…it’s how we deal with mistakes that count. The universe must want me to learn something important because within 30 hours, two distinct situations occurred to illustrate this point. In one instance, I was on the mistake-maker side and in the second instance I was on the receiving end of someone else’s mistake. And in both cases, I’m not at all sure that I handled the mistakes well. Here’s another installment of my not-so-newly created series called I Screw Up So You Don’t Have To.
Mistake #1: Chris as Mistake-Maker
I’m working with a client on several different projects, each one different in its complexity, scale, and timeframe. It’s a client that I like and enjoy working with. And I feel that we have a good working relationship. We first discussed these projects back in November and I worked on them up through December. Then I took a two week holiday retreat and promptly neglected this client’s work when I returned. It wasn’t intentional and the work wasn’t entirely forgotten – it just took a back seat to other work that felt more pressing these past few weeks.
You’re probably thinking it’s not too surprising that I received rather curt and angry voicemail and email messages on Friday asking for an immediate update. My apology was met with, “That does me no good. What are you going to do? I expect a full accounting by Tuesday.” Now, I have a client who undoubtedly feels pissed and betrayed…and truly for good reason.
Mistake #2: Chris as Mistake-Receiver
The next day, I took the family to one of our favorite local pizza joints for dinner. We ordered a small cheese pizza for the girls and a medium meateaters for Carrie and me. Around 15 minutes later, our server showed up with the meateaters, but no cheese. We all thought that maybe he’d be right back to bring the cheese pizza. A couple of minutes passed and it becomes clear that a cheese pizza is not coming. So I visited the register and asked about the cheese pizza. I got blank, confused looks in return. There was no cheese pizza. Now, I’m starting to get pissed and insisted that they need to get moving on making the pizza that I paid for. Then, one of the folks from behind the counter came and asked me again whether I paid for a pizza and asked me to confirm the size, crust, toppings, political affiliation, next-of-kin, etc. He said, “We’re just trying to track down this order.” Okay, now I’m definitely pissed. He’s here trying to track down an order rather than make the actual damn pizza. I make my second trip to the counter and discover that apparently the cheese pizza was not included in the original order (but it should have been because the gal taking the order asked me what type of crust we wanted). The kick in the pants was the fact they still charged me $2.64 even though I argued that I should not be charged at all.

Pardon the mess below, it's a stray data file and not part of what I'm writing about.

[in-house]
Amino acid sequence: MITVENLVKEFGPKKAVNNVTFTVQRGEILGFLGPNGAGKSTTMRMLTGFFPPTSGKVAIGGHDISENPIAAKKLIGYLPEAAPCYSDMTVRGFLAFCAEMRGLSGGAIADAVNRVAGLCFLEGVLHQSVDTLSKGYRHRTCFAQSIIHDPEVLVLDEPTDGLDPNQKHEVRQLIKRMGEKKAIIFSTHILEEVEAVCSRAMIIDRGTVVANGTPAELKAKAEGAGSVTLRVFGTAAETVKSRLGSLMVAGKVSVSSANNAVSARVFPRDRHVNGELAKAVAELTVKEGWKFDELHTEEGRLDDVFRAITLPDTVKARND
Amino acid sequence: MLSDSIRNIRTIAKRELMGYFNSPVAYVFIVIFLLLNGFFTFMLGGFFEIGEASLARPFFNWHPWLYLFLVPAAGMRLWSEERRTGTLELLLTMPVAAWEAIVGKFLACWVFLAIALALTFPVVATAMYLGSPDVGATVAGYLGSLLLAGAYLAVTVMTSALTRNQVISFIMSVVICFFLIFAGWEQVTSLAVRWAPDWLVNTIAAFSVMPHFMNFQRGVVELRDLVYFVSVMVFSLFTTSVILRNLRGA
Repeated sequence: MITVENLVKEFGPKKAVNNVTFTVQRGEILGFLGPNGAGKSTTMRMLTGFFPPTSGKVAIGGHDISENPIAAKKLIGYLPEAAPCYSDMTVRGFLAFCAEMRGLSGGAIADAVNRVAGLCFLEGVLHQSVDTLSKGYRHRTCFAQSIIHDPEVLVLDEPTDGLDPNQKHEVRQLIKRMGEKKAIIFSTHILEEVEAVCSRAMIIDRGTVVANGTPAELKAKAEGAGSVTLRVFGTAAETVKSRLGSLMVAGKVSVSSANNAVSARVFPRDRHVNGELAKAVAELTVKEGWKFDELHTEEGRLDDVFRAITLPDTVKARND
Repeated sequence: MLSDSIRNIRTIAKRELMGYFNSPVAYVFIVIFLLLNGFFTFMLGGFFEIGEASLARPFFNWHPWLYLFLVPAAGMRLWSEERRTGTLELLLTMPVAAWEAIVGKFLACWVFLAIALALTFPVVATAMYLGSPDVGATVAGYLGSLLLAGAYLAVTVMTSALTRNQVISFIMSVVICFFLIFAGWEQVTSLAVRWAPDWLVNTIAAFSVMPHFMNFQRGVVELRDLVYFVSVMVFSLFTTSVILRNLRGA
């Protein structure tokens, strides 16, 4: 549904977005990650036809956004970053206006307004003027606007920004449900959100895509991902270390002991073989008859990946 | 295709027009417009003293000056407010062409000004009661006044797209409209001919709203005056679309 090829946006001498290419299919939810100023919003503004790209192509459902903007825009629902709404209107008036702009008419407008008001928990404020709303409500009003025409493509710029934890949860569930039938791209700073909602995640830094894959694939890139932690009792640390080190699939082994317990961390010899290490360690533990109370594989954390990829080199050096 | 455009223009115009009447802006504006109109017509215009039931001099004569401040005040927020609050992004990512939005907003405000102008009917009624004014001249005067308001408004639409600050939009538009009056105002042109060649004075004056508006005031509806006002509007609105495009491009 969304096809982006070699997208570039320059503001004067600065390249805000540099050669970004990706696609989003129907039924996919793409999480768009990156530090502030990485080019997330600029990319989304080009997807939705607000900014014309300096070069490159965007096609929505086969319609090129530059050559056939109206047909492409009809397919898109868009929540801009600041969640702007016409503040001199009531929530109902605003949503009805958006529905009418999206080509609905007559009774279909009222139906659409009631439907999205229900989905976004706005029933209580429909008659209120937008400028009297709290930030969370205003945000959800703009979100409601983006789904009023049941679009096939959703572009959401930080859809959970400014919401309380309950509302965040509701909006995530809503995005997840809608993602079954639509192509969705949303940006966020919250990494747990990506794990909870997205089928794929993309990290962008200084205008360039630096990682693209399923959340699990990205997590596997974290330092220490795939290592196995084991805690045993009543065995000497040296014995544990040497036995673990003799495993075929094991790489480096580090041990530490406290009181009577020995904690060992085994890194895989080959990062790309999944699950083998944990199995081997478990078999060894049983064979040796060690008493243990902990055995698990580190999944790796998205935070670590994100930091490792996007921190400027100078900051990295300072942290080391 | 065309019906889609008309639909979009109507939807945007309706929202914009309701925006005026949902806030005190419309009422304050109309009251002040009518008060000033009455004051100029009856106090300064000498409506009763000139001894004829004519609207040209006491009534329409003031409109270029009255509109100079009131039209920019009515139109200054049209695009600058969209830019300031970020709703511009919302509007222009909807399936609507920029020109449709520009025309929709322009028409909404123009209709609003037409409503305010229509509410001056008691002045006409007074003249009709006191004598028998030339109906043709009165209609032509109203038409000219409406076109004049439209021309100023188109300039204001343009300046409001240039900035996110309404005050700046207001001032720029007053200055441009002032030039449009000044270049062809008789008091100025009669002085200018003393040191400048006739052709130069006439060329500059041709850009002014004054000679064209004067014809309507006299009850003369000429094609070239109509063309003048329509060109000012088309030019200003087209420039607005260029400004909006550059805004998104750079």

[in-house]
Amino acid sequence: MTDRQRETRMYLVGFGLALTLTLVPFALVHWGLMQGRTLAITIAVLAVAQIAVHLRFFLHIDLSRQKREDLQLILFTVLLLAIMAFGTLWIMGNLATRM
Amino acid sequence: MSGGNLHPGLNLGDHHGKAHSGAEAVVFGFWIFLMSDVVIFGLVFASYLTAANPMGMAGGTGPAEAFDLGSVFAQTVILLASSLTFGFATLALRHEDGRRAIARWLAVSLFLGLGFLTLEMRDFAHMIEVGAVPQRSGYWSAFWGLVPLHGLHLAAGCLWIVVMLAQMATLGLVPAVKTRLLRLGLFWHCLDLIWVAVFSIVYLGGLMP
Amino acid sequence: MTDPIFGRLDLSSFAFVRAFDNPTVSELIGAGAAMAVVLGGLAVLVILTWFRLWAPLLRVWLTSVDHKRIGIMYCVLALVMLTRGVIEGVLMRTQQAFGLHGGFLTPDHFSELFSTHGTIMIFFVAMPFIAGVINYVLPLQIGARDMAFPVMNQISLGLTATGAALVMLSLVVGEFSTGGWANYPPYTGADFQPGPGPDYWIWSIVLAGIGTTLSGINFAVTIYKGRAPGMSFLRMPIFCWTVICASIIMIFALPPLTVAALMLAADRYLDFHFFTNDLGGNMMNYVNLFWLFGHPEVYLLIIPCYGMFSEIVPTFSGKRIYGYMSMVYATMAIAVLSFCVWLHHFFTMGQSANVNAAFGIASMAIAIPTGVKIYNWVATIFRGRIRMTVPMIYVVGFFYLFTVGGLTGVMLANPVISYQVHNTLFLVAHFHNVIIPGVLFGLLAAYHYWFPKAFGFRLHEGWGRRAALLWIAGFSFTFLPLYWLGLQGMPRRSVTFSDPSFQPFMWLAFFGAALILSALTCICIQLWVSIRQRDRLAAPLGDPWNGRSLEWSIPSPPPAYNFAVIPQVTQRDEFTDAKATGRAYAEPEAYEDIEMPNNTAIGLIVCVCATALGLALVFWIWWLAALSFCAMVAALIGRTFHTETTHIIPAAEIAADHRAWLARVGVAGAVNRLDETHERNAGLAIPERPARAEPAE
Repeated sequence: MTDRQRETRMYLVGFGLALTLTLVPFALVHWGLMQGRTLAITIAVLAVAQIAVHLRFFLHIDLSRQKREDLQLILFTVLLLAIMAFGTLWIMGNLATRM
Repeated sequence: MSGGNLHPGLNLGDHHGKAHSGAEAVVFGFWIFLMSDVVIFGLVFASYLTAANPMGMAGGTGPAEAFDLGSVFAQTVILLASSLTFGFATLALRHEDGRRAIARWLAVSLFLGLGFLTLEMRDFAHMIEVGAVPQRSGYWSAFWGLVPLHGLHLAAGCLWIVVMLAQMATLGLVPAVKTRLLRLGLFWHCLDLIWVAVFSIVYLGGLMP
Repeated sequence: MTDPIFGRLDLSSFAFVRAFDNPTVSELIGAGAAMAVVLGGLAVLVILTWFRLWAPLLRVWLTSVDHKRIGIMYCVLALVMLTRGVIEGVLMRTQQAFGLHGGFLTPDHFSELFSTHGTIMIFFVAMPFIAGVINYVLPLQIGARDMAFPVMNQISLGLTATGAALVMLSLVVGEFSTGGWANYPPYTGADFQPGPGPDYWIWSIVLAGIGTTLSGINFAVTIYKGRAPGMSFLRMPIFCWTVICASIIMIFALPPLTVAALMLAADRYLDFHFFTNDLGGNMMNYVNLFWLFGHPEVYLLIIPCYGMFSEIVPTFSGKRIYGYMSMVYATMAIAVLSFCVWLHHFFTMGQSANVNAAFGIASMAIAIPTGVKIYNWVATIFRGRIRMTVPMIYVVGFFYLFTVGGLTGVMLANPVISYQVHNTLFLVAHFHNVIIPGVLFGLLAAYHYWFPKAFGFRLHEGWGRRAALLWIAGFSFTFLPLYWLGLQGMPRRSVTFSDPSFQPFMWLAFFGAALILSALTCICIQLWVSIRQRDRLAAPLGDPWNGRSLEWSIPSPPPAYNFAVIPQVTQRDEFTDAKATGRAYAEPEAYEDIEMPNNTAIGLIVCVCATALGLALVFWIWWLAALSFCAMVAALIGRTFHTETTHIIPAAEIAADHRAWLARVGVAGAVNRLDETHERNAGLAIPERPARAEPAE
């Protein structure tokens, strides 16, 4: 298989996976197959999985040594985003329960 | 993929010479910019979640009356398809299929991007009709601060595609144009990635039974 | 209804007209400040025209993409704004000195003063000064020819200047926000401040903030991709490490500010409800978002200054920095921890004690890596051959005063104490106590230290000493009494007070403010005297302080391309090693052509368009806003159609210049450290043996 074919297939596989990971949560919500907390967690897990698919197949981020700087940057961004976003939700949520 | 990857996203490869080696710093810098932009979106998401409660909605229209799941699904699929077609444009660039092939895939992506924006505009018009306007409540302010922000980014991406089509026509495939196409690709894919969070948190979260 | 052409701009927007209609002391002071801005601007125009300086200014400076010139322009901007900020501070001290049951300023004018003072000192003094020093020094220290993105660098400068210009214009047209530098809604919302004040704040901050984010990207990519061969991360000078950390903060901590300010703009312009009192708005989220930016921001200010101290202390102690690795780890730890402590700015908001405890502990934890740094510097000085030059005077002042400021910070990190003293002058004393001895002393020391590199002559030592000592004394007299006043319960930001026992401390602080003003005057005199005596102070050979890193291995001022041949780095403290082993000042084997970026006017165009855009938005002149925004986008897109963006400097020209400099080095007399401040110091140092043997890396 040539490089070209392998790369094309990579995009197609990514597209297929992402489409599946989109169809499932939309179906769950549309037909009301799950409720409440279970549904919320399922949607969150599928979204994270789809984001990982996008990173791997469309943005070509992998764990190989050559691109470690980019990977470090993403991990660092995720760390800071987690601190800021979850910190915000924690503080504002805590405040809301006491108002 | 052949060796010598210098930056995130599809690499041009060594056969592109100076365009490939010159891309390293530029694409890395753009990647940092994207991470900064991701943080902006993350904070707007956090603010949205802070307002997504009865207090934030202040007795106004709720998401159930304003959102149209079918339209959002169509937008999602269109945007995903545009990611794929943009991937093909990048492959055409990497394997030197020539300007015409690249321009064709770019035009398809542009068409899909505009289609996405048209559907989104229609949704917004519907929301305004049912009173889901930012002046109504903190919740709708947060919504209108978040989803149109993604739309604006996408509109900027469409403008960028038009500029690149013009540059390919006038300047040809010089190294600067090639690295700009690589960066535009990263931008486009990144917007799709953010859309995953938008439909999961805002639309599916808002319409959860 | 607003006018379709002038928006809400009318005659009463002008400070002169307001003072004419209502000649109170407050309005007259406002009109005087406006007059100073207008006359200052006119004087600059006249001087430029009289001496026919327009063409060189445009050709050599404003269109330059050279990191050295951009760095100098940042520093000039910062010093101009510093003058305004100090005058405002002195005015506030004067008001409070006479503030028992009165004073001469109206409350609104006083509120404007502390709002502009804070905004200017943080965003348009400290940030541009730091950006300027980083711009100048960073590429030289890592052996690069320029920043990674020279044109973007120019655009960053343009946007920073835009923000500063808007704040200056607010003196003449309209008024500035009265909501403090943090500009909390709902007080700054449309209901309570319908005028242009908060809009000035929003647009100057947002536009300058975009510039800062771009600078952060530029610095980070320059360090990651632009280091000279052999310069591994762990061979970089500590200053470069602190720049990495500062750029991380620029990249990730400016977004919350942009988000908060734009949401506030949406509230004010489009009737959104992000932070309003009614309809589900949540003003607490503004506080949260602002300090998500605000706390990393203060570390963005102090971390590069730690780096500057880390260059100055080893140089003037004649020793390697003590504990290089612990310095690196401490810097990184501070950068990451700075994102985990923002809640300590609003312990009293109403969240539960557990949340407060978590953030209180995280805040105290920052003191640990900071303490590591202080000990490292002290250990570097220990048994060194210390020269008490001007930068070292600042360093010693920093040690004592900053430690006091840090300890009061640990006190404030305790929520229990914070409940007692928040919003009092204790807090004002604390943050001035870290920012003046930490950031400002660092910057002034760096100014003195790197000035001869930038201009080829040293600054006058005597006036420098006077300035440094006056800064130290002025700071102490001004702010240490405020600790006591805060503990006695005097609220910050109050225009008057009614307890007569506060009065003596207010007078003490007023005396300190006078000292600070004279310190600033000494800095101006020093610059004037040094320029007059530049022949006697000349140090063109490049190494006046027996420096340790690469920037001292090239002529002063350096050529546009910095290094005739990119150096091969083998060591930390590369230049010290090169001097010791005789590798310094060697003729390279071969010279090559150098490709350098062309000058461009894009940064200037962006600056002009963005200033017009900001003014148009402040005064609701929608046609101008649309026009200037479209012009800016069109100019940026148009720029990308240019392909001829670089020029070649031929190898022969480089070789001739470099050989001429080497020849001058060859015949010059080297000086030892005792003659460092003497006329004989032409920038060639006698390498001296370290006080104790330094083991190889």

Roughly 13 minutes later, the gal who took our original order brought the pizza and apologized. She said, “I didn’t do it on purpose.” The thing was that she was right. She didn’t intentionally screw up and I told her so.
So, what’s the learning here?
Learning #1: Be more forgiving of mistakes. Rarely does someone screw up on purpose…that would be blatant and willful sabotage. Yeah, sometimes screw ups are due to incompetence or lack of care on the part of another person. But more often than not, mistakes are made for more innocent reasons. I guess at the root of how we view mistakes is whether we believe people are good or bad. And what I need to remember is that perfection is bullshit and I’m immensely capable of screwing things up at a moment’s notice. It’s the whole glass house thing.
Learning #2: Accept the mistake and move forward. Coming back to my intro, mistakes happen and it’s what we do after the mistake that matters most. If we screw up yet blow it off, then we’ve compounded the mistake by not taking ownership and figuring out how to make things right. Imagine my reaction if the pizza folks had – rather than try to make it into my problem – quickly said they would bring us a free cheese pizza and some breadsticks for the girls while they waited. For my client, I now have the job of determining what her “breadsticks” are.
Learning #3: Be more emotionally-aware. Being on the mistake-maker side, I understand my client’s emotions. She’s angry and frustrated because I’ve put her in a bad spot with her executives and board members. However, there’s a part of me that’s a bit embarrassed by my behavior as a mistake-receiver. There are times when I allow my emotions to get the better of me and raise more hell than I should to get what I want. Even those of us who coach and advise others on how to best navigate professional relationships are challenged to heed our own words. See learning #1 above.
Learning #4: Keep the focus on learning. This post is my example of learning from mistakes. It’s my way of reflecting on what I can do better in the future. Mistakes aren’t bad…they’re essential if we choose to grow. If we’re not making mistakes, we’re not trying hard enough. So, let’s keep learning.